City of Industry, Calif. – May 21, 2013 – MSI Computer Corp, a leading manufacturer of computer hardware products and solutions, unveils the new and refreshed GX70 and GX60, the world’s first AMD Richland A10-5750M powered gaming laptops.
Part of MSI’s award-winning G Series gaming laptops, the all-new GX70 and GX60 are now upgraded with AMD’s newest processor, which promises an increase in visual performance by up to 40 percent over previous generations. The new processor also increases battery life and CPU performance, resulting in longer gaming sessions with crisper, brighter and a more realistic visual experience.
Full release and my initial thoughts available after the jump: (more…)
When you enter the grocery store, there is a very clear marketing strategy aimed at getting customers to walk the aisles and purchase items.
Currently, most shoppers only visit less than half of the total area of an average grocery store, according to this story I read on the Christian Science Monitor, and that means a lot of floor space is being ignored.
A study from the American Marketing Association revealed in-store coupons successfully convinced shoppers to explore the grocery store more.
From the Christian Science Monitor:
“Shoppers in the study were sent mobile promotions while shopping (which a regular consumer might receive through a location-based app like FourSquare or a store-specific app), and the group found that the “walking theory” is true. The experiment showed that consumers, on average, spent $13.83 when they were sent a coupon that was for a product near their planned path, but a mobile coupon requiring shoppers to walk outside of their planned path increased unplanned spending to $21.29. In general, walking an additional 55 feet in a grocery store increases unplanned spending by about $1, while strategically promoting three different product categories via mobile promotion may increase unplanned spending by more than 16%.”
It’s incredible to read stories about how smartphones continue to change our lives, and companies are left scrambling to try and catch up. Ultimately, grocery stores also must work to stay ahead of the technological learning curve, although this is a battle companies will be able to win.
I guess it shouldn’t be a surprise to hear the impulse purchases at the checkout areas, including magazines, candy and chewing gum, are suffering due to customers paying more attention to their smartphones.
Who is to blame for sluggish Microsoft Windows 8 sales?
If you listen to many analysts and OEM providers, they are more than happy to shift blame to Microsoft for its Windows 8 OS. Of course, Microsoft is on the defensive while blaming OEMs and a changing industry – overall, consumers, OEMs and Microsoft are all to blame for disappointing PC sales numbers.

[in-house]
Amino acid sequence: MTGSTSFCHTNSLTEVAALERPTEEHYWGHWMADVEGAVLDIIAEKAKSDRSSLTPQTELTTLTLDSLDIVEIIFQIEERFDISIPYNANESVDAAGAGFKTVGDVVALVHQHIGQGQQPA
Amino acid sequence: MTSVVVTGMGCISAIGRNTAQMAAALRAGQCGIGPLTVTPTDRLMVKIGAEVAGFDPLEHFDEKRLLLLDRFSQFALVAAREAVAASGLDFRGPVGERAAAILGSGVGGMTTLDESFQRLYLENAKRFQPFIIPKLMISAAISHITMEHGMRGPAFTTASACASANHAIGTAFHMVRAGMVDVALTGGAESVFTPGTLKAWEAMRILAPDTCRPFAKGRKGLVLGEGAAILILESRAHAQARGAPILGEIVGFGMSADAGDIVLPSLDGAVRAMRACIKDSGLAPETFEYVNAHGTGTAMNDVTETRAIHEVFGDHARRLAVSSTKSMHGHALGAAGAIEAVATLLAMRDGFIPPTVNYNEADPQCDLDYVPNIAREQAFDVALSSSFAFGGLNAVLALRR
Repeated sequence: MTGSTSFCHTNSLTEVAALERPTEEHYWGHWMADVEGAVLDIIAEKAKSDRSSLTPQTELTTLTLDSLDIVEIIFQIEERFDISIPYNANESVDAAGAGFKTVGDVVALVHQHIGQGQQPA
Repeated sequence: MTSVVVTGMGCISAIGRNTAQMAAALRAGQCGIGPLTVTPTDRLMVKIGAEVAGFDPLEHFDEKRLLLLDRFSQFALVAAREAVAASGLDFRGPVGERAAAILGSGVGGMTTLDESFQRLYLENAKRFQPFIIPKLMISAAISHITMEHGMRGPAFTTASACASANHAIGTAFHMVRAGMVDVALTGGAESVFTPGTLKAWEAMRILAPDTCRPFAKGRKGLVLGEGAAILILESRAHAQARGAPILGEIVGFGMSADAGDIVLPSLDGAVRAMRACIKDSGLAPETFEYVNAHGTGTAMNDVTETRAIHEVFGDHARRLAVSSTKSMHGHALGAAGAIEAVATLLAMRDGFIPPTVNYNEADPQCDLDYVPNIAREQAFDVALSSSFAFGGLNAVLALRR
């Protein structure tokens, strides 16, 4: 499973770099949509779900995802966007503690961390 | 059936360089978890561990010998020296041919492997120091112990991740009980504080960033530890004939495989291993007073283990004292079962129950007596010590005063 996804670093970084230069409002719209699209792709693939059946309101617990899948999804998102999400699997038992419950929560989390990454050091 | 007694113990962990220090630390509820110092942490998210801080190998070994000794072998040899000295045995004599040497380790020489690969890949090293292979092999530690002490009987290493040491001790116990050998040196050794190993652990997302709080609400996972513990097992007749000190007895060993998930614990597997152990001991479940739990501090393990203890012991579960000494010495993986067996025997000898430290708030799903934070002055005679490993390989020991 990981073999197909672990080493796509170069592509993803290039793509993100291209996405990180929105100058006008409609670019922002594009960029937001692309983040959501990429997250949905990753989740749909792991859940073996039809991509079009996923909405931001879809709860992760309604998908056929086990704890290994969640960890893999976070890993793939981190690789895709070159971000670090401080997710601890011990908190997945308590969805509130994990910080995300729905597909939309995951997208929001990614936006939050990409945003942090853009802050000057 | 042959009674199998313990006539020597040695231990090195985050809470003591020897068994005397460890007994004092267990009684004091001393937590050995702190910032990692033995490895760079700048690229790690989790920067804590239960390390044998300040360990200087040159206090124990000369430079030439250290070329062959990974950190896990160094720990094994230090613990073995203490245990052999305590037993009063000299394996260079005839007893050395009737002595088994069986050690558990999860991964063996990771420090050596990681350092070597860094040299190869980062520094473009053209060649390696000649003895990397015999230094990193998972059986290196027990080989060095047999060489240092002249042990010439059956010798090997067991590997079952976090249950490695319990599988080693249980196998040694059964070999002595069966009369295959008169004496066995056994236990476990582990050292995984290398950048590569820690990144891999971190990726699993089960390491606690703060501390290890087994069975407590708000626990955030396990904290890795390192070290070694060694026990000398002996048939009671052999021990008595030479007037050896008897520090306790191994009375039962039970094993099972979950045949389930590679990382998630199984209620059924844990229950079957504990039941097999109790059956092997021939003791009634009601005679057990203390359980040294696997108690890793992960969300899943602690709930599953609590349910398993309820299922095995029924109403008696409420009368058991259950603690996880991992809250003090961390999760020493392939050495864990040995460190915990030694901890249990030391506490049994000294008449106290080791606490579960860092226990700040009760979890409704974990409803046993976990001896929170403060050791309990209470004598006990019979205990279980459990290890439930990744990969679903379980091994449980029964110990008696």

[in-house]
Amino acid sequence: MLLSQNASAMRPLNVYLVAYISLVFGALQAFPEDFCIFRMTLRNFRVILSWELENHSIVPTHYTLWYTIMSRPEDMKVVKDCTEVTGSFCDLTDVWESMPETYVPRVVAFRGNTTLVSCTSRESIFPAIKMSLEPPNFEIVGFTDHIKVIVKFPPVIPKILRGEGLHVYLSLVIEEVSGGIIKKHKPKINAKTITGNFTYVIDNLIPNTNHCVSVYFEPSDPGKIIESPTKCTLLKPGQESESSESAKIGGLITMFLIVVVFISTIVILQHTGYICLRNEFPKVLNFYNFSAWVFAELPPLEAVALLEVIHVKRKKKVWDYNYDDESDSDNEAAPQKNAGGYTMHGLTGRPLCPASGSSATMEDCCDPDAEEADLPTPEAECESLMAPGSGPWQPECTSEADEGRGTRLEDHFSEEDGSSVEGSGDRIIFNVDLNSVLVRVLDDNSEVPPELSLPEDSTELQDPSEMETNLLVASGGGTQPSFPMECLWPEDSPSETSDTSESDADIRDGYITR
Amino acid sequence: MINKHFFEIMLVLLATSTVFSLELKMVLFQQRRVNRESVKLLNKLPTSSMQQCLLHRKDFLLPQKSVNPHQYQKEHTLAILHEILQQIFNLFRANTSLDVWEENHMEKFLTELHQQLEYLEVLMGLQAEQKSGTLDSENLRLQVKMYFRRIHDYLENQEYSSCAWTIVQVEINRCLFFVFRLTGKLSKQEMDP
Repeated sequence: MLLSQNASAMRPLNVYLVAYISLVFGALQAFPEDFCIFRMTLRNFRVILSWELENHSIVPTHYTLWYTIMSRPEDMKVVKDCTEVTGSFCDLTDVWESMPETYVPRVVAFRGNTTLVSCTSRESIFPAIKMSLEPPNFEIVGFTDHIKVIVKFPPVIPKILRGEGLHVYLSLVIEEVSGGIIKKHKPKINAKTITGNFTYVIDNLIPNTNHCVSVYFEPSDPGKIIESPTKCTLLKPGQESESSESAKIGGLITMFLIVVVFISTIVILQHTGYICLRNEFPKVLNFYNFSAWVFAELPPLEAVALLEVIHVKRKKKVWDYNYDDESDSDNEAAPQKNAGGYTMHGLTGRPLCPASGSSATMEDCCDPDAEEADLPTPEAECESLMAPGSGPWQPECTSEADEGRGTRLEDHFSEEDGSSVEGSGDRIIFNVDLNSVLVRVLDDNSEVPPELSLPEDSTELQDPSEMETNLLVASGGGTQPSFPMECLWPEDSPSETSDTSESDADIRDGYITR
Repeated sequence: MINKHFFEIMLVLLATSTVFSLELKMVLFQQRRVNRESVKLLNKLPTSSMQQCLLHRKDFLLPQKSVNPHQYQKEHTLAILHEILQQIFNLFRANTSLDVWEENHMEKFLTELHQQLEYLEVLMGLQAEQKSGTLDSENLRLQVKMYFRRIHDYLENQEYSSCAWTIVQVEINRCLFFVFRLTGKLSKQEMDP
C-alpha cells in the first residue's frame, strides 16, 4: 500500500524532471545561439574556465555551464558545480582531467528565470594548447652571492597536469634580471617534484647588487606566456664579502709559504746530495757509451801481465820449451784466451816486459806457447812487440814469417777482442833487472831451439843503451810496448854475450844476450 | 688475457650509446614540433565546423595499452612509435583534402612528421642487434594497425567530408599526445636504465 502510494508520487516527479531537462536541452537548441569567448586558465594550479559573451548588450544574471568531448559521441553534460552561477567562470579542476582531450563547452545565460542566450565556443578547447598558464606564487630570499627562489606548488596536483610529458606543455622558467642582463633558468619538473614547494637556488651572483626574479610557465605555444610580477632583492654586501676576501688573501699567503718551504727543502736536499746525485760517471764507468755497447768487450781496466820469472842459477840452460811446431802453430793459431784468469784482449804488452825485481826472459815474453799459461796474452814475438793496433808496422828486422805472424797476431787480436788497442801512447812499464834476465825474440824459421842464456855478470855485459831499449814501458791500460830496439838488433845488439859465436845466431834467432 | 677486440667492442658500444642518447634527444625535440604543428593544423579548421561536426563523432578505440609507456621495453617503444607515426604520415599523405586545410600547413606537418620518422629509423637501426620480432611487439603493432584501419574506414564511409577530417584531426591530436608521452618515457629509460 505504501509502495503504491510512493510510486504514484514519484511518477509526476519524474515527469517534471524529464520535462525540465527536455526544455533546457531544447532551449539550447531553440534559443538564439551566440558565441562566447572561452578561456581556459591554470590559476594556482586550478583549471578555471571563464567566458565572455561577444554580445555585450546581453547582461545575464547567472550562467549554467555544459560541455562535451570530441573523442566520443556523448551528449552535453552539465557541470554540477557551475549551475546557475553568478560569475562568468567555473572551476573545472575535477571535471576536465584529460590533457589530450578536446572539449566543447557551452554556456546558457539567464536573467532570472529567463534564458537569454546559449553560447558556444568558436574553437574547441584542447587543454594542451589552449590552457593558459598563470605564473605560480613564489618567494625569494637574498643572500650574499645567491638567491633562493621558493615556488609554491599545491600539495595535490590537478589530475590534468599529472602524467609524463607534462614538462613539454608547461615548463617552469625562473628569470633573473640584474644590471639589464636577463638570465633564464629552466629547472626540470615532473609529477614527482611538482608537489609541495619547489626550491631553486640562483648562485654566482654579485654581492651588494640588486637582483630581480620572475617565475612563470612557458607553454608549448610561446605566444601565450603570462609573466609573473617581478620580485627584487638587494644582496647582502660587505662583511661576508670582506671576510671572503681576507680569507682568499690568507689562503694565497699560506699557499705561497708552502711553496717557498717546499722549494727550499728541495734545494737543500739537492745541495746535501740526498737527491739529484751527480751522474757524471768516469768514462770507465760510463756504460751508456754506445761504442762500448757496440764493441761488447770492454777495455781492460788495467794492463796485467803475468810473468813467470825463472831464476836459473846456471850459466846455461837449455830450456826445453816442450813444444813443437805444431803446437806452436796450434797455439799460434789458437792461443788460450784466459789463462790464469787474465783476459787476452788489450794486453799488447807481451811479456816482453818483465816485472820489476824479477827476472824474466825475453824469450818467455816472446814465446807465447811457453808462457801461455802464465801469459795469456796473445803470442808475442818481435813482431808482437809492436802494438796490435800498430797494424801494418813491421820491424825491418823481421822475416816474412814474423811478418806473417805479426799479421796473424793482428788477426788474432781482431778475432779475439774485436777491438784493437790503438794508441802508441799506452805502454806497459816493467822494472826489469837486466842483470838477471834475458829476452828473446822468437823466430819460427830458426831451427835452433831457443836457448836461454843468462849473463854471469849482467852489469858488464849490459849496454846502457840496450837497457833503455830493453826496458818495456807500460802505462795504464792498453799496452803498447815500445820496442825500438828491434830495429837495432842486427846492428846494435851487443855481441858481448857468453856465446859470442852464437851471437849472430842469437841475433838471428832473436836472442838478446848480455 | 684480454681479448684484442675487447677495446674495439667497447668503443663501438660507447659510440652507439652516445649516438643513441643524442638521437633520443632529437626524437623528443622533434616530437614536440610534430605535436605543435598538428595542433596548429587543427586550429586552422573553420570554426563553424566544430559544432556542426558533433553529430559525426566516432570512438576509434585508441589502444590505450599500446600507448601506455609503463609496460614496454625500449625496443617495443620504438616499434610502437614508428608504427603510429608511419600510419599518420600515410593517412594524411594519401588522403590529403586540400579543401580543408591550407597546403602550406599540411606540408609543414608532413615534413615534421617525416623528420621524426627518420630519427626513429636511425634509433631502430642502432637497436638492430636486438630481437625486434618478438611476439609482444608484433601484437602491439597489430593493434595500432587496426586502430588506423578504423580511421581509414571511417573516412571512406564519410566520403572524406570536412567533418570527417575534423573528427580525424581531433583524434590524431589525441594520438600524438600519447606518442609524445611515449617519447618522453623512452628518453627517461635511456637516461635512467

Even if Microsoft isn’t necessarily publicly discussing the topic – don’t worry, it’s a major concern – simply pointing fingers at OEMs doesn’t do any good. Likewise, OEMs need to stop trying to blame Microsoft and find a way to stop bleeding sales that look like it won’t end due to consumer choice continuing to change.
Here is what Bob O’Donnell, IDC analyst, said in a statement:
“The costs associated with touch PCs have made PCs a less attractive alternative to dedicated tablets and other competitive devices. Microsoft is going to have to make some very tough decisions moving forward if they want to help reinvigorate the PC market.”
Besides tablets and other devices helping crush PC sales figures, is there a reason for consumers to upgrade? Maybe they have an aging computer or find a great deal, but with the way hardware has accelerated, your 5+ year-old computer likely works just fine.
It’s true that the current desktop PC is in a current state of disarray, with consumers either keeping older, functional PCs or investing in mobile products. As much as I like using my Samsung Galaxy S3, Samsung Galaxy Tab, and Lenovo ThinkPad Twist ultrabook, my work productivity drastically increases when I sit in front of a PC with dual screens and a full keyboard – and I feel that using a combination of mobile devices only serves to help complement the PC.
REDMOND, Wash. – April 17, 2013 – Kinivo, producer of superior quality accessories for mobile devices, introduces the BTX350 wireless Bluetooth speaker to their extensive line of sleek audio solutions. Kinivo’s new BTX350 streams music from any Bluetooth-capable device to deliver exceptionally clear sound in a portable design. Measuring just eight inches wide by three inches high, this class-D amplifer packs dynamic audio into a perfectly portioned speaker, perfect for traveling, outdoor activities and those who simply want to enjoy their favorite tunes anywhere, anytime.
“We combined the sleek design of our BTX450 and the portability of our ZX100 to craft the ultimate travel speaker,” says Kinivo CEO Sharad Mittal. “Pack the new BTX350 and rechargeabe battery into your suitecase while traveling, carry it in your beach bag for summer activities, or let it seamlessly complement any home décor.”
Bring rich sound with you on-the-go for up to five continous hours of rechargable Bluetooth-streamed audio. The BTX350 also includes an optional 3.5 mm cable, offering universal compatibility with virtually any of your gadgets.
Enhanced by a passive subwoofer, the BTX350’s suspension cone drivers produce immense sound without the bulk or weight of traditional speaker systems. In addition to pristine audio, Kinivo’s BTX350 is user-friendly, featuring full controls on top including bass boost, volume, skip and reverse buttons. The BTX350 operates off an interchangable battery, allowing users to pack spare ones in case they want to extend their listening experience for more than five hours.
Kinivo’s new BTX350 is available now at Amazon.com for a special introductory price of $39.99.
Posted by: Michael in News
on April 11th, 2013
The PC industry faces a high level of competition from tablets, smartphones and other portable devices, and quarterly sales saw the sharpest drop on record, according to analyst group Gartner.
In a shocking statistic, analysts expected a 7.7 percent drop in Q1, though that number was closer to 14 percent – amounting to just 76.3 million in sales. To make matters worse, four consecutive quarters saw year-on-year drops, with a stop to the bleeding unlikely to come anytime in the near future.
Here is what Mikako Kitagawa, Gartner analyst, said in a report:
“Consumers are migrating content consumption from PCs to other connected devices, such as tablets and smartphones. Even emerging markets, where PC penetration is low, are not expected to be a strong growth area for PC vendors.”
The addition of more affordable laptops, ultrabooks, and similar devices – not tablets or smartphones – also play a major role in the current sales trends.